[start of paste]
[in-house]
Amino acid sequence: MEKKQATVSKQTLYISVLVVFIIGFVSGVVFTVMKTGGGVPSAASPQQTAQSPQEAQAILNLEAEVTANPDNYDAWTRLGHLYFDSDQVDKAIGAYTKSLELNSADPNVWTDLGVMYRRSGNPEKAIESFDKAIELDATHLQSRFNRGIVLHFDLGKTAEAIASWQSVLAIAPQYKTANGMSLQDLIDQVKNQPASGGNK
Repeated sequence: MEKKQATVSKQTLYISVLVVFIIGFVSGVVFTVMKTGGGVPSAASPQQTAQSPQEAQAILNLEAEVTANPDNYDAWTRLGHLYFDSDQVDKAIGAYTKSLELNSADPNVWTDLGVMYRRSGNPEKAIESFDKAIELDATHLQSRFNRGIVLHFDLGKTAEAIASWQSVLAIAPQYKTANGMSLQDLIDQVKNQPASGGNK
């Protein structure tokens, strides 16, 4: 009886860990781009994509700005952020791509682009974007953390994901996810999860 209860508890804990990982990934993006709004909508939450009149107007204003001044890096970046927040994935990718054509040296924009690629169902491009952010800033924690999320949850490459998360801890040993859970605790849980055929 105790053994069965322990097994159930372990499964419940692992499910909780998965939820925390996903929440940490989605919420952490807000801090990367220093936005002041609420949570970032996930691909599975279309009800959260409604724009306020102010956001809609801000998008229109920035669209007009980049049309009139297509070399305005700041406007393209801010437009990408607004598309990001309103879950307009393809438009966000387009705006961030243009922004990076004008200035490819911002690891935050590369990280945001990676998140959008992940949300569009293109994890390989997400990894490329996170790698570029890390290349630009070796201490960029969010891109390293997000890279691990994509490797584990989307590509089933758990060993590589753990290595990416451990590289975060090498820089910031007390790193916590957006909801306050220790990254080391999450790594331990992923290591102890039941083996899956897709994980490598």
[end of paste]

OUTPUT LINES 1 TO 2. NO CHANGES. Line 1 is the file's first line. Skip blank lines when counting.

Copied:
[in-house]
Amino acid sequence: MEKKQATVSKQTLYISVLVVFIIGFVSGVVFTVMKTGGGVPSAASPQQTAQSPQEAQAILNLEAEVTANPDNYDAWTRLGHLYFDSDQVDKAIGAYTKSLELNSADPNVWTDLGVMYRRSGNPEKAIESFDKAIELDATHLQSRFNRGIVLHFDLGKTAEAIASWQSVLAIAPQYKTANGMSLQDLIDQVKNQPASGGNK